BlueRock (author)  Culturedropout3 years ago
Yes, you could use PVC packed with something like soil or gravel to give it rigidity. Thanks for the suggestion.
THYMETOCHAT4 years ago
Beautifully done!   What an entrance into your garden!  What is the color you used called?  It's PERFECT!  Thanks for sharing.  Great instructable.
BlueRock (author)  THYMETOCHAT3 years ago
Thanks, the colour is vermillion but is probably called something else in your neck of the woods.
tinker2343 years ago
wow love it
Be Blessed this Torii!
 an interesting bit of trivia: it is believed that if you throw a coin and it lands on the top of a torii gate you get instant acceptance into heaven, However! if you miss the top or it falls of you go to hell, there are no second chances and make note that if you knock off somebody else's coin they get sent to hell.
REA4 years ago
for those curious, this is a myouji torii style.  for more styles click here.
Jahleim5 years ago
Is it possible to download this.... It is by far the best and most informative instructions,And Iam doubting I will find anything remotely as informative and so easy to follow. Thanks to the uploader.
BlueRock (author)  Jahleim5 years ago
Click on the PDF icon near the top of the page and you can download the entire instructable in PDF format. Otherwise, move the mouse pointer over the components image, right click with the mouse and select option and save the picture onto your harddrive.
Thanks BlueRock. Got the download but had to save target and coy the instructions page by page,painstaking but worth it Thanks.
Dvickery5 years ago
I am unfamiliar with the terms Copper Logs and Oregon wood. I assume copper logs may refer to what we call pressure treated (cupric arsenide). Oregon wood I have no idea of.
BlueRock (author)  Dvickery5 years ago
Yes, Coppers Logs are pressure treated timber that resists pests and has a degree of rot resistance when buried in the ground. Oregon (also known as Douglas Fir) is a softwood.
D.L.H.5 years ago
This is well written and instructed good job on it.
Patented6 years ago
Why did you put this instructables in the skewer gun group?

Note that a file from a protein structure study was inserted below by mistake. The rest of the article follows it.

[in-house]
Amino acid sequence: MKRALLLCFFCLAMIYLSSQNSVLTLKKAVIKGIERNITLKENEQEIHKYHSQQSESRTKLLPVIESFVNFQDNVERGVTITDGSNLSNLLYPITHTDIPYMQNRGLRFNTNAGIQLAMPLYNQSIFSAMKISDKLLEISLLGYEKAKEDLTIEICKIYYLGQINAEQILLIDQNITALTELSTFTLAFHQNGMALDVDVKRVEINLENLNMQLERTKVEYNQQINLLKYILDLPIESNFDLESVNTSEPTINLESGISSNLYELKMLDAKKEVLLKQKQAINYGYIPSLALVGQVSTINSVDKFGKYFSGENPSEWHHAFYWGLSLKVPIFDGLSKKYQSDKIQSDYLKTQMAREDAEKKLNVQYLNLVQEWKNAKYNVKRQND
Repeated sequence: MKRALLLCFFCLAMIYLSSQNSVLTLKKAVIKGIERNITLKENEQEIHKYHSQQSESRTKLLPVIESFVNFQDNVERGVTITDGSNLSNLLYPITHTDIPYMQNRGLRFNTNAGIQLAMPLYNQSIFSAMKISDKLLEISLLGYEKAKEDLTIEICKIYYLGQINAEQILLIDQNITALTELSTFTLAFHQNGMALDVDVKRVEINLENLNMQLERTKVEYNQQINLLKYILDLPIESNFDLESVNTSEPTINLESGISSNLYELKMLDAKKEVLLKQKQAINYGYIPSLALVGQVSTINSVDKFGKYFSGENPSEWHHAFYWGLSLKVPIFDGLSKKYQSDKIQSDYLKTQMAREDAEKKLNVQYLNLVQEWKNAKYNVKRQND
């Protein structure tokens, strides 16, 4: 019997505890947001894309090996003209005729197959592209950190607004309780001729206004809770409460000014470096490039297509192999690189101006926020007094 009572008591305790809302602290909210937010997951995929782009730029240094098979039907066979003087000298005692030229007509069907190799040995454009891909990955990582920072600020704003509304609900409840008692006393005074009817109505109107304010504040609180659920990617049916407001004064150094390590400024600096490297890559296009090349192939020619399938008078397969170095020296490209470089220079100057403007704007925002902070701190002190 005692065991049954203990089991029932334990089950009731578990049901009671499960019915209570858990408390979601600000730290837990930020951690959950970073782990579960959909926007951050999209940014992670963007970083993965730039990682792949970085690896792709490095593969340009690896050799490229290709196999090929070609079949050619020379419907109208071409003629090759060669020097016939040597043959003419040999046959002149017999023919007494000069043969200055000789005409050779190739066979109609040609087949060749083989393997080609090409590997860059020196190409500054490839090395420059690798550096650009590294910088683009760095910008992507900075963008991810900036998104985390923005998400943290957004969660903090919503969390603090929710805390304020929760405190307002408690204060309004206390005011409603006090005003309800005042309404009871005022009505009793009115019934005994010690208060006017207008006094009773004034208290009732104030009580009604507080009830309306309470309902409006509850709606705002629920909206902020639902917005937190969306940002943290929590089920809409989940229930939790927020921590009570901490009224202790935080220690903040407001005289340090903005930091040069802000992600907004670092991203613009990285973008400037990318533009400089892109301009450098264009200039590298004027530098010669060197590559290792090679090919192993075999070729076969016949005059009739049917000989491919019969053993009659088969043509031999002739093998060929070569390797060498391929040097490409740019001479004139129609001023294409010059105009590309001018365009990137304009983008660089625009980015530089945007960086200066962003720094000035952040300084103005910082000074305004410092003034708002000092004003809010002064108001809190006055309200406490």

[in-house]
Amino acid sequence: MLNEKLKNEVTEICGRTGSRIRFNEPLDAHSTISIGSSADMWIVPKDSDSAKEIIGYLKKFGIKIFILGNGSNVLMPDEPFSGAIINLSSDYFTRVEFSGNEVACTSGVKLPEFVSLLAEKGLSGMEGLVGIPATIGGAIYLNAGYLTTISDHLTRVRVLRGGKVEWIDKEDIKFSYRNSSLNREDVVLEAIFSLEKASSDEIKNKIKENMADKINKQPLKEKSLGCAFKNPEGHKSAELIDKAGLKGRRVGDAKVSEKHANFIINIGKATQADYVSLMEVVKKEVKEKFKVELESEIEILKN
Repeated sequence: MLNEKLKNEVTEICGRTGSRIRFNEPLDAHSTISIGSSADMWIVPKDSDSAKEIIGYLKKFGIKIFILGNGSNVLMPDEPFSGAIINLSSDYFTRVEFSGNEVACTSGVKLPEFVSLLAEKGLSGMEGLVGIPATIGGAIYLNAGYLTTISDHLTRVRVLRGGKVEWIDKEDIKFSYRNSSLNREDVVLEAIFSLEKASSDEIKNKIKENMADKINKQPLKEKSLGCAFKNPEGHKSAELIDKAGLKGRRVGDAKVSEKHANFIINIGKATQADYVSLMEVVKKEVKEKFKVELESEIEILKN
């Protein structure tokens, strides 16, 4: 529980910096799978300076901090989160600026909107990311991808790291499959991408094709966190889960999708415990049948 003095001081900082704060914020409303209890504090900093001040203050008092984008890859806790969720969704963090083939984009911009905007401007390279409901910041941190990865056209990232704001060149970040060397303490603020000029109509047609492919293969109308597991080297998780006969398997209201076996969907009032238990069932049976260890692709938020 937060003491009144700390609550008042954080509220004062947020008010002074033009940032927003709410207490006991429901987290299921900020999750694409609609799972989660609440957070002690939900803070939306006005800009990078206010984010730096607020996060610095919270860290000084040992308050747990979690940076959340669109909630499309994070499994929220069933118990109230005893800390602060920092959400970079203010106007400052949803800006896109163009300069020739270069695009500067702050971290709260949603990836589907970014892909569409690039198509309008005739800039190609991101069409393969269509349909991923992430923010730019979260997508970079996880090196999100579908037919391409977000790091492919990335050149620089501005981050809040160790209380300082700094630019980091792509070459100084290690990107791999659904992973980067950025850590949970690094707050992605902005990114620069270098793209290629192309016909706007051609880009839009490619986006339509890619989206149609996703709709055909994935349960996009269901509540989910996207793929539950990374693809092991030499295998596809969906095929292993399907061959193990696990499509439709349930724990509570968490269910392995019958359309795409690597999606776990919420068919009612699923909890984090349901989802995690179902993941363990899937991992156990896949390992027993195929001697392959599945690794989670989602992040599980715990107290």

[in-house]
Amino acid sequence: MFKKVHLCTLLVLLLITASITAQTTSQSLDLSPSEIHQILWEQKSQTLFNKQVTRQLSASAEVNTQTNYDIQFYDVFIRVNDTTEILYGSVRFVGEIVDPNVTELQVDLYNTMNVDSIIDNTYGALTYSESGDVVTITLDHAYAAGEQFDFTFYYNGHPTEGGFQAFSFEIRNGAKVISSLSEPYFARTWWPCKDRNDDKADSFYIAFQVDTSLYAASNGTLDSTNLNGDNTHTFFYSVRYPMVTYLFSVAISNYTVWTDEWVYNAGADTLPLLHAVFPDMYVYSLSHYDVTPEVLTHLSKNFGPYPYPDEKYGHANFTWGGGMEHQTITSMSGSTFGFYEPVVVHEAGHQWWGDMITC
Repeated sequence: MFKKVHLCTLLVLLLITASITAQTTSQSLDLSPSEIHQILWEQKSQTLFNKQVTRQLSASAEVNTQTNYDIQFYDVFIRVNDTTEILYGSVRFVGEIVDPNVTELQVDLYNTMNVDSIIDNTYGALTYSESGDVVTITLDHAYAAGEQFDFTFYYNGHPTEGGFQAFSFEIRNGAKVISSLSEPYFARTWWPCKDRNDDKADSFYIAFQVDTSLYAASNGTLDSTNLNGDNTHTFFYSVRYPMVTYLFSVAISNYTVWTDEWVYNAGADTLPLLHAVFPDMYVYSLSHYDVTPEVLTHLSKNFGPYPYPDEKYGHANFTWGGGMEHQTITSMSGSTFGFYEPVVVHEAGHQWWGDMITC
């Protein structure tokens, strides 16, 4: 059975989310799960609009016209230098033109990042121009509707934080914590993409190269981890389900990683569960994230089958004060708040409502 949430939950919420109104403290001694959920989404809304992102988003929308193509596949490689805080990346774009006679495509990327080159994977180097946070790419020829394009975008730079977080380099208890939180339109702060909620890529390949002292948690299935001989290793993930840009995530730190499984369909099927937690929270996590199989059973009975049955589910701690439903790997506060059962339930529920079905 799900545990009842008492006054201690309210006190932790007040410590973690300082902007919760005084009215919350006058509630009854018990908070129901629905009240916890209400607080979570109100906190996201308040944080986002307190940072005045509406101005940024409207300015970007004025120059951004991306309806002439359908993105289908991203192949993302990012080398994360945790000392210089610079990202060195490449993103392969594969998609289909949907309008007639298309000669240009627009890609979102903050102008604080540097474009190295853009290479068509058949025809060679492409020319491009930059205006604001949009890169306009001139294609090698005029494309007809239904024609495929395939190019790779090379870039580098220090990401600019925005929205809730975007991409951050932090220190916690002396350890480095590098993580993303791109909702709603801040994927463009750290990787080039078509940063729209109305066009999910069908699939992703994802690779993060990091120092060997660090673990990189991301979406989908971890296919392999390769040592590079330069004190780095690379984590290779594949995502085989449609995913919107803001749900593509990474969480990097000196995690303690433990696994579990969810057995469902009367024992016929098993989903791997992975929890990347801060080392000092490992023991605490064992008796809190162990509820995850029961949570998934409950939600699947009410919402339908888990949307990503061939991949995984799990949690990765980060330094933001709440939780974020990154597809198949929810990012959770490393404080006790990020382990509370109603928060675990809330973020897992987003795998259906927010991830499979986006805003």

altomic6 years ago
looking at your backyard I'd say you live in Melbourne. either doncaster or or towards st albans. anywho torii gates have differing dimensions depending on the area of Japan. Just like tatami have different sizes of Jo very cool instructable by the way. and great gate.
Cool! Great Instructable! Very Interesting! Thanks Joe
Margot7 years ago
I lived in Japan and was using this to make a smaller scale model for my home garden. I have it nearly finished but I necessarily had to change dimensions. Why? Because your dimensions have errors (?). E.g., Space between Nuki and Shimagi shown as: 180mm. Dimensions for Gakuzuka shown as: 220mm X 130mm X 60mm. In no way would the Gakuzuka accurately fit into the space between the Nuki and the Shimagi. In proportioning for my small torii, I had some difficulty with other dimensions. This is meant to be constructive. The pictured torii is excellent but the given dimensions do not work. If I am wrong, please tell me. Perhaps there are others seeking to construct a torii, scaled down or up; they may be having difficulty. I really like the site! Margot
BlueRock (author)  Margot7 years ago

Thanks for the comments.

The space between Nuki and Shimagi is 180mm. The Gakuzuka has 20mm tenon joints on either end, therefore, the cut length of the Gakuzuka needs to be 220mm - i.e 180+20+20=220.

You may have had problems with the hashira dimension because its cut length is actually 3000mm, rather than the incorrect 3600mm shown in the diagram above (it butt joins to the shimagi). Sorry about that.

The kasagi dimension is another thing altogether. Due to its upturned ends (30mm), you would need to begin with a piece of timber 2700x160x30. Then 30mm, tapering down to 0mm at the ends, is cut off what will become the top edge of the kasagi. Sorry for the awkward description.
ryden BlueRock7 years ago
Instead of cutting a strip from the topside, what you should do is mark the curvature on the bottom edge and carefully cut of the lower corners. These corners are then attached to the top. Much less work and no spillage. This is how i make S-shaped gate tops.
Margot ryden7 years ago
ryden, Thanks for the comment; I had done just that and my torii looks fine. It is painted and ready for installation and celebratiion. Margot
BlueRock (author)  BlueRock7 years ago
P.S. The picture in step 4 shows the tenon joints fairly clearly. In reality, the dimensions are not that critical, whatever is pleasing to your eye is good. Even when correctly interpreted, my dimensions are not what one would consider classical in proportion. They are a tradeoff based on price and availabilty of materials. In ideal world, I would have used much thicker timbers all round, but the price would have blown my budget for this progect.
Bozz8 years ago
You did a great job.
1-40 of 57Next »